A long time ago, in a galaxy far, far away, we got a comic book-related movie maybe once every year or three.  Marvel had, basically, no feature films at the theater, and even their attempts with The Punisher (1989) and Captain America (1990) went to home video or less.  Superman IV came out in '87, and Batman came out in '89, and as we entered the 90's, it seemed like there was a gradual increase as stuff like The RocketeerThe Phantom and The Shadow got movies as well while the Batman franchise metastasized.  But it wasn't a full genre of tent-pole movies quite yet.

Circa 2000, I remember being shocked not just that someone made an X-Men movie, but that it wasn't absolutely horrible (it's not actually that good, really, but it's very watchable).  Really, that was the expectation.  If you went to see a comic book movie, you were going almost as an investment, not believing it would be good, but that if the movie made enough money, it would pave the way for better superhero movies.  And, in a way, it was a novelty.

People forget, movies like the Affleck Daredevil were way more common even then than a watchable Ant-Man is today.

And then Sam Raimi's Spider-Man demonstrated how you could do this if you really wanted to for the first time since Donner's Superman: The Movie.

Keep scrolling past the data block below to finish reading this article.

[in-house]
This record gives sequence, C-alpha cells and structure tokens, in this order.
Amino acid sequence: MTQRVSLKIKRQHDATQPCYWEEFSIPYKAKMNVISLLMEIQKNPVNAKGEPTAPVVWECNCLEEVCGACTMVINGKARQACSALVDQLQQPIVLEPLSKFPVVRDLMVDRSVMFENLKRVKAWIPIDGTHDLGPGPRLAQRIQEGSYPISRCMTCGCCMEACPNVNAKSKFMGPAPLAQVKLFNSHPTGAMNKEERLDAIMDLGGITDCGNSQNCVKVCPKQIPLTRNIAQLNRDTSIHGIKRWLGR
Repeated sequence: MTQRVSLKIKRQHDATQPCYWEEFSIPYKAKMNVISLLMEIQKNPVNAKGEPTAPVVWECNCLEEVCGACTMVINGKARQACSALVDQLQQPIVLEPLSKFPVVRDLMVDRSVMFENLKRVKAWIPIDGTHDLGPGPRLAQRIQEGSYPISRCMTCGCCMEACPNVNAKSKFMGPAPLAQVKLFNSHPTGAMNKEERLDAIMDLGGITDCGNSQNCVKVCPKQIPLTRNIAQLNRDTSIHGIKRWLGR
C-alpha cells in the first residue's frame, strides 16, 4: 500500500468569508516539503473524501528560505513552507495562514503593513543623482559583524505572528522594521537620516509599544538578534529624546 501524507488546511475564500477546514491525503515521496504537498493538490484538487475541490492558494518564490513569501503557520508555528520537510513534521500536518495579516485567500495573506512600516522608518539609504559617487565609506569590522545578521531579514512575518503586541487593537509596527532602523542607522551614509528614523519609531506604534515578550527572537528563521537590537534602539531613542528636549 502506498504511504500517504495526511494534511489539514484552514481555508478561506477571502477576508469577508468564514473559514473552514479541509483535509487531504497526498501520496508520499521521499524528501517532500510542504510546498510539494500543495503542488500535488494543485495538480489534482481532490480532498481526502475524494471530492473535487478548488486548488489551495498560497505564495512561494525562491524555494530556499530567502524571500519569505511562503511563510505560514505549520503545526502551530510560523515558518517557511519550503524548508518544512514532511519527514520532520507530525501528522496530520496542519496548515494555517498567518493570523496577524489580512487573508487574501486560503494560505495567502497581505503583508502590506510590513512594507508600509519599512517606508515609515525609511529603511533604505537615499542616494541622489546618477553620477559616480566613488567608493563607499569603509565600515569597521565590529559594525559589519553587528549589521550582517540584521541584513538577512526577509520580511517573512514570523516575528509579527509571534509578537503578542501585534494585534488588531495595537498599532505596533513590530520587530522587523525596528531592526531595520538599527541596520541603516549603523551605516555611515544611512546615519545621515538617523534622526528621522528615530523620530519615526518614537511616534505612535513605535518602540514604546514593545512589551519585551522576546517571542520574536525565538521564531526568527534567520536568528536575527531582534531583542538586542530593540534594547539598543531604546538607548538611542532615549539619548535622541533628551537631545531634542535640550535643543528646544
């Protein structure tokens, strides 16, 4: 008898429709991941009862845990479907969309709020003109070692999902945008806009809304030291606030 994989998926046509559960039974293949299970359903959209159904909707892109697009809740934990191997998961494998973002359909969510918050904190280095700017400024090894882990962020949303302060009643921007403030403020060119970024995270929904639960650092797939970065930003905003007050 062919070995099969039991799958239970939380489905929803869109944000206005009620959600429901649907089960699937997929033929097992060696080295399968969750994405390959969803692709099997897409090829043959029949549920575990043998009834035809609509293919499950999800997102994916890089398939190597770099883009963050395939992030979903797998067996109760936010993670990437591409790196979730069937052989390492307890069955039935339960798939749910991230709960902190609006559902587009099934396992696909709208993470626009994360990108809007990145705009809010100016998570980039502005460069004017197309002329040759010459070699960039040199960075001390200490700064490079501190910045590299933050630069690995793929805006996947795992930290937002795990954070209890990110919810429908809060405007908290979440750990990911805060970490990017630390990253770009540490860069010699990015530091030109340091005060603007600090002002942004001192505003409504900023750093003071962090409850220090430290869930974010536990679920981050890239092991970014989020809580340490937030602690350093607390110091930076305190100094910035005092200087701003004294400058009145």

Sunday, May 31, 2015

Electra Wut? There's a new Electra Woman and Dyna Girl show coming. Because of course there is.

Oh, Deidre Hall.  You and your magnificent coifs.  And Judy Strangis of the gigantic eyes.

They may not have had Lynda Carter's budget (nor been Lynda Carter), but they had their own thing going on, including an amazing vehicle and the finest special effects you could produce using video overlays in 1976.

Electra Wow!

Seriously, only Lynda Carter may have rivaled Deidre Hall for amazing hair in 1976-1977, and both knew how to make a superhero outfit work.

I have only the haziest memories of Electra Woman and Dyna Girl from my own youth.  The Sid and Marty Kroft shows were still on in rotation around 3:00 in the afternoon in the 1970's and early 80's, but it's hard to say what I remember as snippets and flashes of memory and what was what I caught later in college (and afterward) on basic cable.

Thursday, January 1, 2015

So, What Have I Been Up To?: Movies in 2013 and 2014

I guess the last time I checked in was just after seeing Man of Steel (2013), and, frankly, if I wasn't already about to bail on blogging for a while prior to seeing the movie, the third reel of Zack Snyder's Super-Opus might have gotten me to throw in the towel.

My movie-going is probably slowed a bit.  That's been partly a monetary decision and a work/life/occasionally-being-home balance issue.  And, I don't feel the need to see everything new that comes to the theater the way I might have once felt.

If you want to get me talking, ask me about this fellow